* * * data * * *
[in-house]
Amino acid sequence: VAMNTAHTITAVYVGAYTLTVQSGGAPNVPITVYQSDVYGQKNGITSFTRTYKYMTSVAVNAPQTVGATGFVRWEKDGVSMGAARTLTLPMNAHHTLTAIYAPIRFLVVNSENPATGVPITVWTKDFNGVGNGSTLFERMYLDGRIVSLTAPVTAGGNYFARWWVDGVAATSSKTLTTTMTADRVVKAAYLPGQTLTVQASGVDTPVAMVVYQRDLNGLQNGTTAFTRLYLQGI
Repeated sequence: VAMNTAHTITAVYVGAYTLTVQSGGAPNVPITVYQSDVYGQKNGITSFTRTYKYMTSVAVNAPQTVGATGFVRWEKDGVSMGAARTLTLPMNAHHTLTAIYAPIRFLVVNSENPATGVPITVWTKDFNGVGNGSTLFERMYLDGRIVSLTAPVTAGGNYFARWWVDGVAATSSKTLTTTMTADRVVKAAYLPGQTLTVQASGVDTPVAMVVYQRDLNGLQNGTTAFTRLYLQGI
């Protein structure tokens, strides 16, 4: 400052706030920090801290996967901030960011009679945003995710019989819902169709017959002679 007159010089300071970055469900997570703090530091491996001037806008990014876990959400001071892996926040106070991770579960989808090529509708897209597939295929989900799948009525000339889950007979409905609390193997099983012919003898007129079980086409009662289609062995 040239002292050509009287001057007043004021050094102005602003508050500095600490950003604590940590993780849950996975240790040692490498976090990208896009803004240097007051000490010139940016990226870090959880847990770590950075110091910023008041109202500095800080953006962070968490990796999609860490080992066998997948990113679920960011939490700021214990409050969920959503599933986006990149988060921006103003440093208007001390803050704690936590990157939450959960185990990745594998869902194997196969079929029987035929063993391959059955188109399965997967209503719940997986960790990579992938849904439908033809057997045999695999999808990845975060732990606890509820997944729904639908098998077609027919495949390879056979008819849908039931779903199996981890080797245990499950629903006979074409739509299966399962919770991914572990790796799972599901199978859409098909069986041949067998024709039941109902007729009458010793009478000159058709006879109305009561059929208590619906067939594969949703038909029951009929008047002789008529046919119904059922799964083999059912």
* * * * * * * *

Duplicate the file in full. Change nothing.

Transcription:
[in-house]
Amino acid sequence: VAMNTAHTITAVYVGAYTLTVQSGGAPNVPITVYQSDVYGQKNGITSFTRTYKYMTSVAVNAPQTVGATGFVRWEKDGVSMGAARTLTLPMNAHHTLTAIYAPIRFLVVNSENPATGVPITVWTKDFNGVGNGSTLFERMYLDGRIVSLTAPVTAGGNYFARWWVDGVAATSSKTLTTTMTADRVVKAAYLPGQTLTVQASGVDTPVAMVVYQRDLNGLQNGTTAFTRLYLQGI
Repeated sequence: VAMNTAHTITAVYVGAYTLTVQSGGAPNVPITVYQSDVYGQKNGITSFTRTYKYMTSVAVNAPQTVGATGFVRWEKDGVSMGAARTLTLPMNAHHTLTAIYAPIRFLVVNSENPATGVPITVWTKDFNGVGNGSTLFERMYLDGRIVSLTAPVTAGGNYFARWWVDGVAATSSKTLTTTMTADRVVKAAYLPGQTLTVQASGVDTPVAMVVYQRDLNGLQNGTTAFTRLYLQGI
């Protein structure tokens, strides 16, 4: 400052706030920090801290996967901030960011009679945003995710019989819902169709017959002679 007159010089300071970055469900997570703090530091491996001037806008990014876990959400001071892996926040106070991770579960989808090529509708897209597939295929989900799948009525000339889950007979409905609390193997099983012919003898007129079980086409009662289609062995 040239002292050509009287001057007043004021050094102005602003508050500095600490950003604590940590993780849950996975240790040692490498976090990208896009803004240097007051000490010139940016990226870090959880847990770590950075110091910023008041109202500095800080953006962070968490990796999609860490080992066998997948990113679920960011939490700021214990409050969920959503599933986006990149988060921006103003440093208007001390803050704690936590990157939450959960185990990745594998869902194997196969079929029987035929063993391959059955188109399965997967209503719940997986960790990579992938849904439908033809057997045999695999999808990845975060732990606890509820997944729904639908098998077609027919495949390879056979008819849908039931779903199996981890080797245990499950629903006979074409739509299966399962919770991914572990790796799972599901199978859409098909069986041949067998024709039941109902007729009458010793009478000159058709006879109305009561059929208590619906067939594969949703038909029951009929008047002789008529046919119904059922799964083999059912």